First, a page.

April 19, 2019

Regulatory change on DEA Licenses could cause massive implications to your practice.

Few things can bring your routine clinical practice to a screeching halt as much as a licensure expiration that goes unnoticed or delayed. Most doctors are busy moving fluidly between clinical encounters and do not have the time to keep up with impactful regulatory announcements like the one announced by the Drug Enforcement Agency last year. Physicians get a DEA license because it’s the cost of doing business. A physician is powerless and unemployable without the ability to prescribe.

In the past DEA licensure allowed an informal grace period for renewal, which made missing an expiration date forgiving. The DEA announced changes, effective as of January 1, 2017, to the rules of renewal regarding DEA licensure. For reasons that are unclear, the policy change was posted only on the DEA/DOJ website and effectively eliminated any informal grace period. I.e. miss your DEA license renewal one second past the stroke of midnight on the expiration date and you will have to start all over again from the beginning. The DEA is slated to provide one notice by snail mail about two months prior to expiration of your DEA license. Caveat Emptor: One notice and that’s it! Stay alert and hope it doesn’t get lost amongst the piles of mail you sift through daily.

Fortunately, professional organizations such as the AMA and AOA petitioned the DOJ/DEA to reconsider the unintended consequences to the nearly 1.6 million holders of a DEA license and its implications on patient care nationwide. Want to know the DEA/DOJ new rules? click here

The bottom line: An official one-month grace period has since been designated. The DEA will provide two notices: one by mail and another by email. But the consequences of missing license renewal are still steep.

The DEA fees would be the same, $731, but when paying those heavy fees it’s nicer to fill out a half page renewal application than a multi-page new applicant form. Miss the deadline/ grace period and your old DEA number will be retired forcing a new application process and hence a new DEA number. A new DEA number translates into procuring new prescription pads, updating your state specific controlled substance permits (for a list of states requiring a second controlled substance requirement click here.), and updating/tracking your expired DEA license on all your credentialing documents moving forward.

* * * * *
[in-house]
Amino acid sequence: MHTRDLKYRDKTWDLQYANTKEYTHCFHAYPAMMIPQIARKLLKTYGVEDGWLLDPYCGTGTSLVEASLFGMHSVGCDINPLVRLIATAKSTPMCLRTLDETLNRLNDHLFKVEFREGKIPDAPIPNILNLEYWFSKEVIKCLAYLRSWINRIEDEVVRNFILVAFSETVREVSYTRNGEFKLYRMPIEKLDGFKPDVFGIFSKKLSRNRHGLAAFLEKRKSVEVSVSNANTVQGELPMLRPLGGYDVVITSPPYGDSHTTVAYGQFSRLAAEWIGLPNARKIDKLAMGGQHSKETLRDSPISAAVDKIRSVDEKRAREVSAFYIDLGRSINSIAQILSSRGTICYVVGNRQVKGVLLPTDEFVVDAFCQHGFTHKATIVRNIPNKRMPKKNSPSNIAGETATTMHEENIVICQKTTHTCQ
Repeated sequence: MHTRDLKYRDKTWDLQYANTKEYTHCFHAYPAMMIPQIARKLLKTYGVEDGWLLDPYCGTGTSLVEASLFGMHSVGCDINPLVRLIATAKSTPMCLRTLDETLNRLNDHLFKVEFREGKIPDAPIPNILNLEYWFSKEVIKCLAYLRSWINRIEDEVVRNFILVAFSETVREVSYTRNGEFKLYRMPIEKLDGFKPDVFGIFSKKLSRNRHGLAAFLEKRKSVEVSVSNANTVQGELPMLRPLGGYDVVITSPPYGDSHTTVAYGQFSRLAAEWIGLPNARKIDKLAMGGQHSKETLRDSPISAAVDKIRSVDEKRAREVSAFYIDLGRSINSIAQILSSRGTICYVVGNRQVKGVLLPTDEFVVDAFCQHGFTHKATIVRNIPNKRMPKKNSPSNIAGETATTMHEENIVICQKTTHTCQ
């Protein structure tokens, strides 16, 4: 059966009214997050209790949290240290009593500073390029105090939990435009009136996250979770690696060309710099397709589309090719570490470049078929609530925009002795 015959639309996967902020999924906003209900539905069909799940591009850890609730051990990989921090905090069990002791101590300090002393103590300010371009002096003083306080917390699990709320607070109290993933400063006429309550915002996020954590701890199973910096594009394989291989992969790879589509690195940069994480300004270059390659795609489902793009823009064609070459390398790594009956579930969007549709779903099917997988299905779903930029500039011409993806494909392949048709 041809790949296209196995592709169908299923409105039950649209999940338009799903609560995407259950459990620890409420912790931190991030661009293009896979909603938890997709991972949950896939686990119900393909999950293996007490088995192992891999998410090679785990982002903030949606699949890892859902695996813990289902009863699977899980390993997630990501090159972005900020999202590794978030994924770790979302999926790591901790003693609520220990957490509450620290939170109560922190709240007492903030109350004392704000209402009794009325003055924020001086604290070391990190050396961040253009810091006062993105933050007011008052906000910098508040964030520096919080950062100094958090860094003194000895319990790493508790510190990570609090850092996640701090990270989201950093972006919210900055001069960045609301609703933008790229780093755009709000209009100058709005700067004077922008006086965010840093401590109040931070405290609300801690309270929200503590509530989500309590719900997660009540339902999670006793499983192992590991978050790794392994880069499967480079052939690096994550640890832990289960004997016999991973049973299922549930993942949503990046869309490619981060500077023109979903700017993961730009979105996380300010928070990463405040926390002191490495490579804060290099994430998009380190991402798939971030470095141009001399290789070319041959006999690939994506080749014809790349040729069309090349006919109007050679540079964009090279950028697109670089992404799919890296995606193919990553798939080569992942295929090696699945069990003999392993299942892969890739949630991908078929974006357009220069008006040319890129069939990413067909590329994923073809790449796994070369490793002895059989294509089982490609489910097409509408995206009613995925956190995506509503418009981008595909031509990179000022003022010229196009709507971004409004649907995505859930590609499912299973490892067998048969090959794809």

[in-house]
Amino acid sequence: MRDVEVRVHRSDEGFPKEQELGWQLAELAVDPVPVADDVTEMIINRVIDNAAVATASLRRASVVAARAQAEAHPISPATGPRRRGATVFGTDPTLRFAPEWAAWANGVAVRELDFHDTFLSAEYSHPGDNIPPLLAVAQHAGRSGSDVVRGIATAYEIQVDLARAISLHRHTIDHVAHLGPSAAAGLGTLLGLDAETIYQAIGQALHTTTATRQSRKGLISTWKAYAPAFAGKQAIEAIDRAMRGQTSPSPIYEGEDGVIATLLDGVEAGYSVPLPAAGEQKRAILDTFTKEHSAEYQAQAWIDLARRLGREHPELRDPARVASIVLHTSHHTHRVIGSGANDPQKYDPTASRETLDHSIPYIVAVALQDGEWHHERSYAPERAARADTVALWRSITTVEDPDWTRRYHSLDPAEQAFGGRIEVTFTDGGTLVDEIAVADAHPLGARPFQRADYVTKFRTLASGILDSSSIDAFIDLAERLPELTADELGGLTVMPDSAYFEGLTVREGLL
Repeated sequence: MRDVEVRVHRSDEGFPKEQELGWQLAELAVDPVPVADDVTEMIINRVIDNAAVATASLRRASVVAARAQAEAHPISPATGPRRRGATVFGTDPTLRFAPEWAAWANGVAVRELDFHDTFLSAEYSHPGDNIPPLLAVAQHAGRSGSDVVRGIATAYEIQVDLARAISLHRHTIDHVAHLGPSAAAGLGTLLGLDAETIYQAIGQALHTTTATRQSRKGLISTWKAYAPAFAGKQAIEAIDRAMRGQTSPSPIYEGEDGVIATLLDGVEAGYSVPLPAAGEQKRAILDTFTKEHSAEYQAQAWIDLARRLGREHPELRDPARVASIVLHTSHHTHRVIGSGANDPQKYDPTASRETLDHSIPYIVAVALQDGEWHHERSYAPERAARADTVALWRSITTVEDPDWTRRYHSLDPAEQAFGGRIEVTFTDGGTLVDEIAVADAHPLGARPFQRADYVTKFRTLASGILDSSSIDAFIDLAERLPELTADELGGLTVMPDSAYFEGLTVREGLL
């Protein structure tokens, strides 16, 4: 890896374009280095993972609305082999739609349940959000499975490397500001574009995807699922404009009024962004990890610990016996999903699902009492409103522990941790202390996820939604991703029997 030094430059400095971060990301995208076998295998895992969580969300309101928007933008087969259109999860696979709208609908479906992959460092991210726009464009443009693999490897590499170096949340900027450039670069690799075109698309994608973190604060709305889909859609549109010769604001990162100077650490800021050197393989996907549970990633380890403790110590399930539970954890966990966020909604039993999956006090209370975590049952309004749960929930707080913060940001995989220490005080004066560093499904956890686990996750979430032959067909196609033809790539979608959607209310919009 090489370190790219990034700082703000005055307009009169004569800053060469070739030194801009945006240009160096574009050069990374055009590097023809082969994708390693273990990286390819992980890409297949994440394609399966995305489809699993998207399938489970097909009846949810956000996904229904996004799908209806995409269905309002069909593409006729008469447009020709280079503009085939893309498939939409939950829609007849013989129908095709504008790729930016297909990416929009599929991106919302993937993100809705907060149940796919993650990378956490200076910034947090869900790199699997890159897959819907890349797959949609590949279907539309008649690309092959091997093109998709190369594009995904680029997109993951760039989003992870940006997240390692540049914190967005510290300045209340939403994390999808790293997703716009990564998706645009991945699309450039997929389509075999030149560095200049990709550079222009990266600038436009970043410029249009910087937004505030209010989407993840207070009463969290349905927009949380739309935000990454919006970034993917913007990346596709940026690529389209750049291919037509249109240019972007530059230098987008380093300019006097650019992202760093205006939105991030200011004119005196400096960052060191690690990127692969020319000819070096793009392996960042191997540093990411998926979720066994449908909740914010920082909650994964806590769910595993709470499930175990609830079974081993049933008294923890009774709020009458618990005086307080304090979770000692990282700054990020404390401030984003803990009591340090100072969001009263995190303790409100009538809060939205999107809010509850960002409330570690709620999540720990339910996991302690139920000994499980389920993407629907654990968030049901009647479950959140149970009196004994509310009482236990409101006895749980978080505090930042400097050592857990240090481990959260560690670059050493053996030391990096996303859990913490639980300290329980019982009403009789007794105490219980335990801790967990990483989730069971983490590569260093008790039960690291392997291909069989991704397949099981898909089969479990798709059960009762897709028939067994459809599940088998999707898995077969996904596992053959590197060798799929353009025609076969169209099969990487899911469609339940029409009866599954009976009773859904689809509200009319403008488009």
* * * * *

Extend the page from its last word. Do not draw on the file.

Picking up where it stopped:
If that’s not enough, your hospital or clinic may have policies that trigger a loss or suspension of credentials with a lapse in licensure. Ask your in-house credentialing specialist or review your institutional bylaws for details.

You have enough to worry about, don’t add another worry to the list. If you are not sure when your DEA license expires just click here to look it up.

Here are three tips to avoid DEA licensing snafus:
1. Ensure your state medical license is valid and not expired prior to applying for or renewing a DEA license. An expired state medical license can forfeit your application and the DEA fees are non-refundable.
2. Maintain a robust expiration alert system in place to remind yourself and your staff physicians (if you are a medical director). Missed licensure events create pain and frustration that are 100% preventable.
3. Apply or renew a license online. Using snail mail and paper only increases the risk of missed deadlines.

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